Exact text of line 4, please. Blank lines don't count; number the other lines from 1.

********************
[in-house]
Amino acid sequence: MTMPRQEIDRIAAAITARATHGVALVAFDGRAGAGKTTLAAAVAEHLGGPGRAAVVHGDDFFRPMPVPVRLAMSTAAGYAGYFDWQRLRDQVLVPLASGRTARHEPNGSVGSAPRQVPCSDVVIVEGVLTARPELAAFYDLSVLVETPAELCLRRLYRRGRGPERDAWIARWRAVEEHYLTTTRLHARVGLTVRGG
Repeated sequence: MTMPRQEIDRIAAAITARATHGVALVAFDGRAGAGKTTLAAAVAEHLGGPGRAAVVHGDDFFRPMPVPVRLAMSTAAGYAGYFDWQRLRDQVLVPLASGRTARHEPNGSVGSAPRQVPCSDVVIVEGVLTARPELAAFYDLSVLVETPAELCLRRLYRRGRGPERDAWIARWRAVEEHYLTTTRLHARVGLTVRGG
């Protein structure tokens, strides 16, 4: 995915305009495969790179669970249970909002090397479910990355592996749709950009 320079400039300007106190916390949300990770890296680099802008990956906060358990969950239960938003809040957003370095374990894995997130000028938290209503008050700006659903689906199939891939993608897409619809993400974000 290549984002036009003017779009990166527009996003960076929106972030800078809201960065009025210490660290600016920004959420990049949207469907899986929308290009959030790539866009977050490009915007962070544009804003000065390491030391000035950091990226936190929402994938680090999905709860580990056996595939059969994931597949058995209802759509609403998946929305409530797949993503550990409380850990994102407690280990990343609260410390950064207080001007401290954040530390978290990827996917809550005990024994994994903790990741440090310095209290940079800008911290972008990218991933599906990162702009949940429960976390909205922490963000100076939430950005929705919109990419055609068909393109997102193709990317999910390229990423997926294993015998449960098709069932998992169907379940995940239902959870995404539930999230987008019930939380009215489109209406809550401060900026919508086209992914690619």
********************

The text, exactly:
């Protein structure tokens, strides 16, 4: 995915305009495969790179669970249970909002090397479910990355592996749709950009 320079400039300007106190916390949300990770890296680099802008990956906060358990969950239960938003809040957003370095374990894995997130000028938290209503008050700006659903689906199939891939993608897409619809993400974000 290549984002036009003017779009990166527009996003960076929106972030800078809201960065009025210490660290600016920004959420990049949207469907899986929308290009959030790539866009977050490009915007962070544009804003000065390491030391000035950091990226936190929402994938680090999905709860580990056996595939059969994931597949058995209802759509609403998946929305409530797949993503550990409380850990994102407690280990990343609260410390950064207080001007401290954040530390978290990827996917809550005990024994994994903790990741440090310095209290940079800008911290972008990218991933599906990162702009949940429960976390909205922490963000100076939430950005929705919109990419055609068909393109997102193709990317999910390229990423997926294993015998449960098709069932998992169907379940995940239902959870995404539930999230987008019930939380009215489109209406809550401060900026919508086209992914690619």